The four new board members will have to hit the ground running.

CPS is literally on the brink of bankruptcy with a $1.1 billion shortfall, a $9.5 billion pension crisis that dropped its bond rating to junk status and the threat of Chicago’s second teachers strike in three years.

The board will also have to preside over a nationwide search for the replacement of Byrd-Bennett, who submitted her resignation Friday.

Emanuel telegraphed his decision to clean house during a pre-inauguration interview with the Chicago Sun-Times.

On that day, Emanuel was asked, “What about the school board? Didn’t they abrogate their responsibility in approving the no-bid principal training contract? Are you thinking about asking all of them to resign and starting over?”

The mayor candidly replied, “Of course . . . You’ll be hearing more in short order.”

Those comments were an about-face from Emanuel’s remarks on the day he returned from a post-election vacation to face the music about the Byrd-Bennett investigation.

On that day, the mayor stood behind the board members who approved and defended the now-canceled, no-bid principal-training contract — even though there were many companies around the nation that did similar work.

Only after chronic complaints about the caliber of principal training by the company, SUPES Academy, did the board order the CPS inspector general to investigate the contract, setting the stage for the federal investigation.

“David [Vitale, board president] does very important work, as does all the board. Look at the whole board and the experience it’s brought there,” Emanuel said in late April.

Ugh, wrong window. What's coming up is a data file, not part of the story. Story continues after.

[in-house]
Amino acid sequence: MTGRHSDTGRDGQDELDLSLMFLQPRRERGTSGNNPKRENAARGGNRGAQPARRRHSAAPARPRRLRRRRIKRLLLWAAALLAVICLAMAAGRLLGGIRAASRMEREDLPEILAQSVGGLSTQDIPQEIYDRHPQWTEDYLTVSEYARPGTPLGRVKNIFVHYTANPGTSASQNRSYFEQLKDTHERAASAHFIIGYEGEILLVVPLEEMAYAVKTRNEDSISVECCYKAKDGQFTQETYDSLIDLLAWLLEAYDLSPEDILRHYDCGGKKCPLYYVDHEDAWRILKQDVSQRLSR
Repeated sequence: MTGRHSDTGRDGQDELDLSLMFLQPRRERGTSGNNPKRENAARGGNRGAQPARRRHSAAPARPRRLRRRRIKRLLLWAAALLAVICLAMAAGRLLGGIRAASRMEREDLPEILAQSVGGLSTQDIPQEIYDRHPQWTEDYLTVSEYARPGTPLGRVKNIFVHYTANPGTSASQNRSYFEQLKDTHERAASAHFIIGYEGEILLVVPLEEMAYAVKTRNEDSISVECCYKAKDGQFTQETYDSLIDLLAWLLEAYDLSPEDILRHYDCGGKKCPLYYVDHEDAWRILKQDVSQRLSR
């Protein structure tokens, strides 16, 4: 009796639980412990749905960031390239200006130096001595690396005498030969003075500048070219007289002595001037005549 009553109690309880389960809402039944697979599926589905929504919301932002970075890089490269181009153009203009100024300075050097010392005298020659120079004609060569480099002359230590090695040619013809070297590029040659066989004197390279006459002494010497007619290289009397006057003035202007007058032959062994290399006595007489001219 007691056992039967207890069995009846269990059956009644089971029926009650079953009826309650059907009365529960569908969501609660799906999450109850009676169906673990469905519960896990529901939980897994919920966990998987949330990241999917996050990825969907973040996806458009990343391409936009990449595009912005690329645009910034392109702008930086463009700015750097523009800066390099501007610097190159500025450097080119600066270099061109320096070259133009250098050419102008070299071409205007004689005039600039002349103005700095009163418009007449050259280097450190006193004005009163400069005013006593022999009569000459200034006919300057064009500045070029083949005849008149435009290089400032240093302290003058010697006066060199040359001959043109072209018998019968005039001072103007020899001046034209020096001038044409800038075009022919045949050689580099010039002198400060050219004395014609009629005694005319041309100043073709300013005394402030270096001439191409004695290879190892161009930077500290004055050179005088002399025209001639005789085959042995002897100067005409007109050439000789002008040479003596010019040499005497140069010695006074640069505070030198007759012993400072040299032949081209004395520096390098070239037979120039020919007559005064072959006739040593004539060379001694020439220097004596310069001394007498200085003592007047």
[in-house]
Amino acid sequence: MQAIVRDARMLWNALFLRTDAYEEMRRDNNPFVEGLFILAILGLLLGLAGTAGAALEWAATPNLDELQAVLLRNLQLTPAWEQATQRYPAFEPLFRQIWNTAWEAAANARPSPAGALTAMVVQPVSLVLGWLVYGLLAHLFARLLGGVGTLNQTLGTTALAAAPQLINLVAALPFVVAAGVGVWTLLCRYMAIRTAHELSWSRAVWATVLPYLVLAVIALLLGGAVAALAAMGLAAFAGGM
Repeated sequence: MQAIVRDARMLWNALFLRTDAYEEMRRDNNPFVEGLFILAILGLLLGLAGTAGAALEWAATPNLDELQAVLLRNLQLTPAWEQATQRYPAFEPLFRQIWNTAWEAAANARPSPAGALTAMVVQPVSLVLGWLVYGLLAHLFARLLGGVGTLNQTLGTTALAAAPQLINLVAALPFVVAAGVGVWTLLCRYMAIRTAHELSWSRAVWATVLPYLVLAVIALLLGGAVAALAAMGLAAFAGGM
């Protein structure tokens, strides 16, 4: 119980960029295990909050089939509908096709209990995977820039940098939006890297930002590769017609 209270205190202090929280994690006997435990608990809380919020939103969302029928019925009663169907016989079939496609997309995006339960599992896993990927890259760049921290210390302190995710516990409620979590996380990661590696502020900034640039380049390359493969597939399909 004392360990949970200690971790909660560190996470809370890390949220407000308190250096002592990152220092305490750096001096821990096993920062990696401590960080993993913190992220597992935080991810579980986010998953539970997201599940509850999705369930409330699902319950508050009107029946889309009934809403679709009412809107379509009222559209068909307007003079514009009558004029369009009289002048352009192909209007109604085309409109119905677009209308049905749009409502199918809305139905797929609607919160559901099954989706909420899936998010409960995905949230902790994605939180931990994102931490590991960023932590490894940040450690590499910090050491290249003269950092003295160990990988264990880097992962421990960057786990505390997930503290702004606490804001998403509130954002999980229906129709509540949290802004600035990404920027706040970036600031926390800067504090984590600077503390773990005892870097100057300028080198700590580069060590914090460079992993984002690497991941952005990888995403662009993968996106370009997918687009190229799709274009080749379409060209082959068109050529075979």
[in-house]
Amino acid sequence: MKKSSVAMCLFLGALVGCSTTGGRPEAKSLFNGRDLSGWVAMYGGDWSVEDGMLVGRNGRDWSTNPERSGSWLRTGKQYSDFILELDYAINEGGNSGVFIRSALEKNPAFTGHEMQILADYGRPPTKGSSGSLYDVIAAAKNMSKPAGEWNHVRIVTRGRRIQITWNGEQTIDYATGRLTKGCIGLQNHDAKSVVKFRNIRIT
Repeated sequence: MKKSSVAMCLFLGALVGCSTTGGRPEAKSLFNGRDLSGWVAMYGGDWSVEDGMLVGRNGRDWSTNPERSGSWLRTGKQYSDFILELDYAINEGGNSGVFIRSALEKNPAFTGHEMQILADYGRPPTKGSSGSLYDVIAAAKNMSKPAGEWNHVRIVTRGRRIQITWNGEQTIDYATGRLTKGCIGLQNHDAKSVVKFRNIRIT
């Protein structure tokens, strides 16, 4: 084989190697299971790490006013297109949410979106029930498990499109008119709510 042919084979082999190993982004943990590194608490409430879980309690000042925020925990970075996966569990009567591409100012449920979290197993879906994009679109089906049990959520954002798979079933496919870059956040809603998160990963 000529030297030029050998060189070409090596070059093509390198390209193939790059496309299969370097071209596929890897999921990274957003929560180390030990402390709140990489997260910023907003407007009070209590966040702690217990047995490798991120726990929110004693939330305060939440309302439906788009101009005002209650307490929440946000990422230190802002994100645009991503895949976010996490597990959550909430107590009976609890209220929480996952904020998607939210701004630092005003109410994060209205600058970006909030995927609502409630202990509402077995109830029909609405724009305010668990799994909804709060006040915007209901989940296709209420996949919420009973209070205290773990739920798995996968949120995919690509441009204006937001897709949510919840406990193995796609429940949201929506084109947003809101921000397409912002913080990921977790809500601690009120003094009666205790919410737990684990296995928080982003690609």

“You have, for the first-time ever, school principals that are on the board. You have people like Andrea Zopp, head of the Urban League. You have Henry Bienen, former president of a major university. . . . So you have a wealth of experience and knowledge.”

Although Chicago voters overwhelmingly approved a referendum on the issue, Emanuel has remained adamantly opposed to an elected school board on grounds that it would inject more politics into the school system and impede the educational progress CPS has made under his watch.

“I don’t think new membership necessarily satisfies their concerns,” said Ald. Pat O’Connor (40th), former longtime chairman of the City Council’s Education Committee, now serving as the mayor’s floor leader.

“But what exactly do they mean by an elected school board? How many members? Do you pay them? Do they have staff? Are they elected at large or from member districts? They owe it to the public to answer those questions. Otherwise, it just foments discontent.”

As for the school board shake-up, O’Connor said it’s an opportunity to put four fresh pairs of eyes on old, vexing problems.

But the alderman acknowledged that the housecleaning wouldn’t be happening if the board hadn’t made the mistake of ratifying the no-bid contract at the center of the federal investigation.

“If this investigation weren’t happening, this wouldn’t stick out as much. You might say we didn’t get our money’s worth. But you wouldn’t say this is terrible decision. In context now, it’s a bad decision,” O’Connor said.